"“We have lent a huge amount of money to the U.S. Of course we are concerned about the safety of our assets. To be honest, I am definitely a little worried.” "

Chinese premier Wen Jiabao 12th March 2009

""We have a financial system that is run by private shareholders, managed by private institutions, and we'd like to do our best to preserve that system."

Timothy Geithner US Secretary of the Treasury, previously President of the Federal Reserve Bank of New York.1/3/2009

Wednesday, May 21, 2008

"The Authorities" to log every UK phone call, e-mail. fax, IP call, file download /transfer, for 12 months and keep what they want for ever

In Gormless Gordon's "Government Draft Legislatative Program" or the Alternative Queen's Speech ,Page 52 outlined a proposed Communications Data Bill.

The purpose was yet another measure for the Authorities ,"to extend to the whole of the UK" , to provide "the ability of authorities to carry out their counter-terror, crime prevention and public safety duties and to counter these threats ". which they claim would be undermined if "the legislative framework on access to communications data (was not brought up to date) with changes taking place in the telecommunications industry and the move to using Internet Protocol (IP) core networks".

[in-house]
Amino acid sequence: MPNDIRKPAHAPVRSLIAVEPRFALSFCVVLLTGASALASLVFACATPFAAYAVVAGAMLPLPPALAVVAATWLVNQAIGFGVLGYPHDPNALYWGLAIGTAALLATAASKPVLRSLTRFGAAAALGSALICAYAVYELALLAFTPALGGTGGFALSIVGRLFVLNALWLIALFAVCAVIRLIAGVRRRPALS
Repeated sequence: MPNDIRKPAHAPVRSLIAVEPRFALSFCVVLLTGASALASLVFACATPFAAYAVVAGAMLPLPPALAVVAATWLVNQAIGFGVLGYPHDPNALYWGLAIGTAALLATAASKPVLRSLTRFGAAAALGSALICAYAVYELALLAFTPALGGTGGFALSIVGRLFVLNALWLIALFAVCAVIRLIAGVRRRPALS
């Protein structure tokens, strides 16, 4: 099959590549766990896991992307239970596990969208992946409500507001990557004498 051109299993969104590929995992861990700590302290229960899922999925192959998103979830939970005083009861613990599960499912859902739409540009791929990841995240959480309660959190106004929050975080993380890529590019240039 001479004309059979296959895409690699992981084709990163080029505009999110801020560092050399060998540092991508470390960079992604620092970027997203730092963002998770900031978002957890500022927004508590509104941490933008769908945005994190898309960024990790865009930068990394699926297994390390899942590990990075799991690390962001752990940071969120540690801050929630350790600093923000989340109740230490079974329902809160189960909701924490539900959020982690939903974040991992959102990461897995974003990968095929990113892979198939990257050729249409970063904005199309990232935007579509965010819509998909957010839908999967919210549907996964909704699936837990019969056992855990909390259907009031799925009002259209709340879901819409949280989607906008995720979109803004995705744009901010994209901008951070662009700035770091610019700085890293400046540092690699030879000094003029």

The main elements of the Bill are:

􀁵􀀀 Modify the procedures for acquiring communications data and allow
this data to be retained;

􀁵􀀀 Transpose EU Directive 2006/24/EC (of 15th March 2006) on the retention of communications data into UK law. (see Para 10 - On 13 July 2005, the Council reaffirmed in its declaration condemning the terrorist attacks on London the need to adopt common measures on the retention of telecommunications data as soon as possible. )

In the Daily Mail Wednesday May 20th 2008 Daniel Bates writes that ,"Massive Big Brother database will track every phone call and email sent in Britain" (which Lord Patel assumed was already in operation) and says (without disclosing a source ) that "Internet service providers and telephone companies would be forced to hand over records to the Home Office, which would keep them on a computer system."

All forms of electronic communication face being monitored, including social networking sites and text messages.The database would also include details of how long individuals spend on the internet.The government would retain the data for 12 months and security services and police could seek court permission to access it in the fight against terrorism

This he explains means that obligation Telecoms firms have had since last October to keep records of phone calls and text messages for 12 months would be extended to all forms of electronic communications. This means incorporating all the Items detailed in Article 5 of the EU Directive 2006/24/EC (a 2 1/2 page detailed list) although the Directive allows for retention periods of from 6 months to 2 years (Article 6) .

A nameless (male) A Home Office spokesman is quoted who claimed that retaining communications information was essential for protecting national security and comically emphasised powers to hold information were subject to strict safeguards.